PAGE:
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Micro/Nano Lithography

22nm-node logic lithography at the boundary of the resolution limit

Extension of single patterning for next-generation transistor technology requires strong off-axis illumination, design for manufacturability, and layer-specific lithography.
1 November 2010, SPIE Newsroom. DOI: 10.1117/2.1201010.003179

The resolution of an optical-imaging system is governed by Rayleigh's law, P/2=k1×λ/NA, where P is the minimum printable pitch, λ is the wavelength of the illuminating light, NA is the system's numerical aperture, and k1 indicates the difficulty of the lithographic process. Historically, the semiconductor industry has been scaling down the minimum printable pitch for cost reduction and higher chip density by reducing λ/NA. State-of-the-art technology uses water immersion—NAmax = 1.35, nwafer (wafer refractive index) = 1.44—with λ = 193nm. To be able to continue scaling, extreme-UV (EUV) (λ = 13.5nm) or water-immersion double patterning at λ = 193nm have been considered for next-generation technology, while λ = 157nm and high-index immersion (n>1.44) options were deselected because of technical stumbling blocks and low extendibility. For 22nm-node (a reference to the smallest feature size) logic technology, however, EUV is not available for high-volume manufacturing. Moreover, double patterning produces additional complexity and cost. Consequently, extension of water-immersion single patterning at λ = 193nm is being actively tested to bring resolution at or close to the printable limit. To enable single patterning, the shrinkage paradigm is being shifted in the direction of aggressively reducing k1, which in turn complicates control of the image and severely restricts processing and design.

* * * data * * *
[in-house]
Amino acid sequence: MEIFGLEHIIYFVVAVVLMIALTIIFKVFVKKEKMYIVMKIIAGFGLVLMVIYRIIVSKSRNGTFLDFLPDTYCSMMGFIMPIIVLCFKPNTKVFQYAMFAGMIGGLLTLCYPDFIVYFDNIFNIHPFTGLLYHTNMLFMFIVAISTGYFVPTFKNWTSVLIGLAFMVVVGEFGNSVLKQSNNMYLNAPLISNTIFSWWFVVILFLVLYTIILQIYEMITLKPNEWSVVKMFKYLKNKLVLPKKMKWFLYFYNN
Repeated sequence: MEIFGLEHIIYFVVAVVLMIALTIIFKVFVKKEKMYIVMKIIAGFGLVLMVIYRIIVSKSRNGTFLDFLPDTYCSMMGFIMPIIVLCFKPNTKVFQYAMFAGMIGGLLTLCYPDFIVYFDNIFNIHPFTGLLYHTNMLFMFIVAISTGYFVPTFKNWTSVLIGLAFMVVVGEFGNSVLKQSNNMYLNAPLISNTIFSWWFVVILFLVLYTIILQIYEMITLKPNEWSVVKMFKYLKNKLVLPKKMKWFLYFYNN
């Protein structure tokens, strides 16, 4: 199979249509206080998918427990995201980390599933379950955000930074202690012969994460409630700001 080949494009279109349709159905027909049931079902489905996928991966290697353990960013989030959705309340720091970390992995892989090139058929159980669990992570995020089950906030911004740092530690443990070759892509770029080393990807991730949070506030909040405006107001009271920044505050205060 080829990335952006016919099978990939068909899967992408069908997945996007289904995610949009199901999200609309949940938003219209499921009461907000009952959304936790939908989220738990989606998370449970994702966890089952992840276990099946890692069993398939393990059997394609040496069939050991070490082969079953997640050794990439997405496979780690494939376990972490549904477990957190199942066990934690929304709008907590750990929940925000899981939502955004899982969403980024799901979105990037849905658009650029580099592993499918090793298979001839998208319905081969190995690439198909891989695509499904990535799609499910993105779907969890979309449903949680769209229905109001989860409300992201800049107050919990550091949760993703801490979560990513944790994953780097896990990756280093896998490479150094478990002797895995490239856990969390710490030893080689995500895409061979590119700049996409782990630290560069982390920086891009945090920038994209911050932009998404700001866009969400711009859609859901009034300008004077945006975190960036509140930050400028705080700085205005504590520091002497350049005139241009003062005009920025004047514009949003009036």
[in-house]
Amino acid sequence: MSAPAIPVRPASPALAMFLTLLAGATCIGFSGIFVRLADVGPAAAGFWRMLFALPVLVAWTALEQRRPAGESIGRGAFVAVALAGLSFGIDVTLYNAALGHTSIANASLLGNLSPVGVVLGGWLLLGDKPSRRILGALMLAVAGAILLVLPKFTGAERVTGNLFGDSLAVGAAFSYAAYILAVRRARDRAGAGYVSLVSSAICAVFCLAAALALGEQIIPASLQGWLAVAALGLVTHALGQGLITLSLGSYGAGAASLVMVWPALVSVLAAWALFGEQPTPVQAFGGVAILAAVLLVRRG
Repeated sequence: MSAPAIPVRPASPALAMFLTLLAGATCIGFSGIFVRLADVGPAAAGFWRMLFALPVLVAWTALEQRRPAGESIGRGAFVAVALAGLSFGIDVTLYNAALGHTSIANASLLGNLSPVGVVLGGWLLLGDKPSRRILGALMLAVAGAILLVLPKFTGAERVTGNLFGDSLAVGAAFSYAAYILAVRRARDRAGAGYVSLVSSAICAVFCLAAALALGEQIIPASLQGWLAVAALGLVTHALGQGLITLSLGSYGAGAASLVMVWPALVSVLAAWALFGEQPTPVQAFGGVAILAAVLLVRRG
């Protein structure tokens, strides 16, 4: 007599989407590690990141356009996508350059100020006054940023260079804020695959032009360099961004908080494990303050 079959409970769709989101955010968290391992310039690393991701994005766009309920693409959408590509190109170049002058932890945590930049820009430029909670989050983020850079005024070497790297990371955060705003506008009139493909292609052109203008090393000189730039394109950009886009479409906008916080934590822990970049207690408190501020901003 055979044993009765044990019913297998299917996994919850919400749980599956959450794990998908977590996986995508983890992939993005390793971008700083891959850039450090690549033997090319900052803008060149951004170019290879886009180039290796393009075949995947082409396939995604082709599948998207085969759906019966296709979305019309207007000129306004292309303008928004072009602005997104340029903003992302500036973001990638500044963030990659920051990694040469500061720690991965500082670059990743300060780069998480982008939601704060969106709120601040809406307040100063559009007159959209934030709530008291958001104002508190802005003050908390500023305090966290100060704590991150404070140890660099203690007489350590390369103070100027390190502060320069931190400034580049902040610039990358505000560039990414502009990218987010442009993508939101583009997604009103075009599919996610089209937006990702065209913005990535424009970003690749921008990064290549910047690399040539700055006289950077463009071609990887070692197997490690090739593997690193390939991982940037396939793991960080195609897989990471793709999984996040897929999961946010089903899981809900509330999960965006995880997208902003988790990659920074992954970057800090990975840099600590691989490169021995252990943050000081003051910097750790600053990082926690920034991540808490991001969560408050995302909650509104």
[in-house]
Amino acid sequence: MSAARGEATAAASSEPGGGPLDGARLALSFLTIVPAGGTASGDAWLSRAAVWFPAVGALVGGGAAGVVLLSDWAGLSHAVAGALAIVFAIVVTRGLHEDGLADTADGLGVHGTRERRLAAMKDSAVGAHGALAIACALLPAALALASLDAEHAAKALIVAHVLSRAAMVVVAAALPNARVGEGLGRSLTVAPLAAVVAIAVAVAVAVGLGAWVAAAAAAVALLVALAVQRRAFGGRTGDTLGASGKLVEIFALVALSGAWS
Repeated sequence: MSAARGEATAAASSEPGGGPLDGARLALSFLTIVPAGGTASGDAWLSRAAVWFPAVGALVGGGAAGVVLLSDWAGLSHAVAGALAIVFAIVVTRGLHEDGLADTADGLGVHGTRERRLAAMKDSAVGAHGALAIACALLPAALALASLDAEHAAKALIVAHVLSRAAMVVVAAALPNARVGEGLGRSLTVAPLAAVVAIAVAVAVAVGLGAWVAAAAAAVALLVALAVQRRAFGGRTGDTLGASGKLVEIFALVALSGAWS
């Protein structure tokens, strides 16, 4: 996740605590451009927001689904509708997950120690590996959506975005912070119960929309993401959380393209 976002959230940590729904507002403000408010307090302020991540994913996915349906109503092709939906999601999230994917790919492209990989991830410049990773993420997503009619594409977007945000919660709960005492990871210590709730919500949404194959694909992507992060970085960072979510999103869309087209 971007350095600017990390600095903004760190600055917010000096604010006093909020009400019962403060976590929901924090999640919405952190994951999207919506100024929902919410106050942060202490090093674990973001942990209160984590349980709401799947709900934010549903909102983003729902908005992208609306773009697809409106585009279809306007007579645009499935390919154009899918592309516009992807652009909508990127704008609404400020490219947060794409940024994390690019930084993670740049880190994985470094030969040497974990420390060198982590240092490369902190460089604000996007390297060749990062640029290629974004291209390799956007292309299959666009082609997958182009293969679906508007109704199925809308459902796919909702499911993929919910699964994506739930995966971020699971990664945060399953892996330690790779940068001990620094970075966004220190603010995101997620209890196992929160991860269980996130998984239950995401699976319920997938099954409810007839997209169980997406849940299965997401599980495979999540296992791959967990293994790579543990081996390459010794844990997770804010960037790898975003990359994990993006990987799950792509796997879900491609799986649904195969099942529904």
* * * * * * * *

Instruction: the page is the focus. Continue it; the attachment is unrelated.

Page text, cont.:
Here, we report our progress on a 22nm-node logic lithography technology in the context of a research alliance of IBM, GlobalFoundries, Toshiba, Renesas, and STMicroelectronics, focusing on single patterning of an active layer of a 0.1μm2 six-transistor static random-access-memory (SRAM) cell of a planar device. At the date of this writing, the device is the smallest SRAM cell yet reported.1,2

When the minimum k1 approaches its practical limit (k1~ 0.28), the manufacturable process window (i.e., the tolerable range of parameter variability) is often suboptimal because of fading image resolution. Consequently, successful patterning depends on integrating resolution-enhancement technology (RET) into the lithographic process, as well as design-for-manufacturability (DFM) techniques. In general, lithographic cell-area scaling is determined by the gate pitch and the contact pitch perpendicular to it. As the technology approaches the 22nm node, contacts become a limiter of cell size because of their faster decay in image quality relative to the pitch of lines and spaces. For the active layer of planar transistor devices, one newly identified challenge is printing 2D corner rounding at the jogs (i.e., steps in the y direction: see Figure 1). Because the gate pitch shrinks from 32nm-node technology onward without a corresponding advance in NA, both control of corner rounding and aggressive k1 become critical factors in selecting RET options.